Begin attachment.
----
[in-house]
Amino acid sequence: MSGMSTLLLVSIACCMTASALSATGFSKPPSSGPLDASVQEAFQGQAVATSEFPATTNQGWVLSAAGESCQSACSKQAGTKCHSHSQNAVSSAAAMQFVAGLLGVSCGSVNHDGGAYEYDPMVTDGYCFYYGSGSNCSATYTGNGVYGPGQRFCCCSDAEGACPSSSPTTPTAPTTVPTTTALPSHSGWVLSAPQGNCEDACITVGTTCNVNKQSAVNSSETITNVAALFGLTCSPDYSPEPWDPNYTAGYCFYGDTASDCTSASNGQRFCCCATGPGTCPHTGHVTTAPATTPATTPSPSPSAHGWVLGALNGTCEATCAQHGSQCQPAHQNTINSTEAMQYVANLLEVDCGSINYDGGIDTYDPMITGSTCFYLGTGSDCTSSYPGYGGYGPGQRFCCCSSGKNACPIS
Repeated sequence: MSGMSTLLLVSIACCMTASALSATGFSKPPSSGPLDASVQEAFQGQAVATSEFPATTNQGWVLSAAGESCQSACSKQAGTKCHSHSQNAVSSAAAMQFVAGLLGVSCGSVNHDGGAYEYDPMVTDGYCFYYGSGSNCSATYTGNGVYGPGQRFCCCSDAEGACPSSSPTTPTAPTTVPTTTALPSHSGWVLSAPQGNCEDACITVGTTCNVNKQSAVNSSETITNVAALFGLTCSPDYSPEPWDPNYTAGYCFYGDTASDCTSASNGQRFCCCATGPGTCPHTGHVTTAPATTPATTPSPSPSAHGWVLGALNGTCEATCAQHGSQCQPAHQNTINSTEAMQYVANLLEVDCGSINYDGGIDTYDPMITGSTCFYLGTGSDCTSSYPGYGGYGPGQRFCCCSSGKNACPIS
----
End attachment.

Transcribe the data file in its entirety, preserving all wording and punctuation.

[in-house]
Amino acid sequence: MSGMSTLLLVSIACCMTASALSATGFSKPPSSGPLDASVQEAFQGQAVATSEFPATTNQGWVLSAAGESCQSACSKQAGTKCHSHSQNAVSSAAAMQFVAGLLGVSCGSVNHDGGAYEYDPMVTDGYCFYYGSGSNCSATYTGNGVYGPGQRFCCCSDAEGACPSSSPTTPTAPTTVPTTTALPSHSGWVLSAPQGNCEDACITVGTTCNVNKQSAVNSSETITNVAALFGLTCSPDYSPEPWDPNYTAGYCFYGDTASDCTSASNGQRFCCCATGPGTCPHTGHVTTAPATTPATTPSPSPSAHGWVLGALNGTCEATCAQHGSQCQPAHQNTINSTEAMQYVANLLEVDCGSINYDGGIDTYDPMITGSTCFYLGTGSDCTSSYPGYGGYGPGQRFCCCSSGKNACPIS
Repeated sequence: MSGMSTLLLVSIACCMTASALSATGFSKPPSSGPLDASVQEAFQGQAVATSEFPATTNQGWVLSAAGESCQSACSKQAGTKCHSHSQNAVSSAAAMQFVAGLLGVSCGSVNHDGGAYEYDPMVTDGYCFYYGSGSNCSATYTGNGVYGPGQRFCCCSDAEGACPSSSPTTPTAPTTVPTTTALPSHSGWVLSAPQGNCEDACITVGTTCNVNKQSAVNSSETITNVAALFGLTCSPDYSPEPWDPNYTAGYCFYGDTASDCTSASNGQRFCCCATGPGTCPHTGHVTTAPATTPATTPSPSPSAHGWVLGALNGTCEATCAQHGSQCQPAHQNTINSTEAMQYVANLLEVDCGSINYDGGIDTYDPMITGSTCFYLGTGSDCTSSYPGYGGYGPGQRFCCCSSGKNACPIS